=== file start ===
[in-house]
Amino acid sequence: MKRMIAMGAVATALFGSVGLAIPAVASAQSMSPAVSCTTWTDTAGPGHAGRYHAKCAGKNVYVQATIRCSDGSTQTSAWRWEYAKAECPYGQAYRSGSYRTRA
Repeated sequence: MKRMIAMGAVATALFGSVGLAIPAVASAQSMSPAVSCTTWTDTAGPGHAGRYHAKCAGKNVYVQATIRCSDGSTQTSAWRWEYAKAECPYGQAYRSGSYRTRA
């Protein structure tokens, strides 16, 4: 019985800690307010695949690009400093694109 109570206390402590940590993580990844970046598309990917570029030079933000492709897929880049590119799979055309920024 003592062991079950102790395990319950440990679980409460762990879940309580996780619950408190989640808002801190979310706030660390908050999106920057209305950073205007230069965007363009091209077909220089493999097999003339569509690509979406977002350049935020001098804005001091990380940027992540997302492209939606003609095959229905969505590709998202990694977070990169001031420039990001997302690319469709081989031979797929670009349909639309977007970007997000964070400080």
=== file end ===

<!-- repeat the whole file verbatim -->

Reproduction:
[in-house]
Amino acid sequence: MKRMIAMGAVATALFGSVGLAIPAVASAQSMSPAVSCTTWTDTAGPGHAGRYHAKCAGKNVYVQATIRCSDGSTQTSAWRWEYAKAECPYGQAYRSGSYRTRA
Repeated sequence: MKRMIAMGAVATALFGSVGLAIPAVASAQSMSPAVSCTTWTDTAGPGHAGRYHAKCAGKNVYVQATIRCSDGSTQTSAWRWEYAKAECPYGQAYRSGSYRTRA
């Protein structure tokens, strides 16, 4: 019985800690307010695949690009400093694109 109570206390402590940590993580990844970046598309990917570029030079933000492709897929880049590119799979055309920024 003592062991079950102790395990319950440990679980409460762990879940309580996780619950408190989640808002801190979310706030660390908050999106920057209305950073205007230069965007363009091209077909220089493999097999003339569509690509979406977002350049935020001098804005001091990380940027992540997302492209939606003609095959229905969505590709998202990694977070990169001031420039990001997302690319469709081989031979797929670009349909639309977007970007997000964070400080």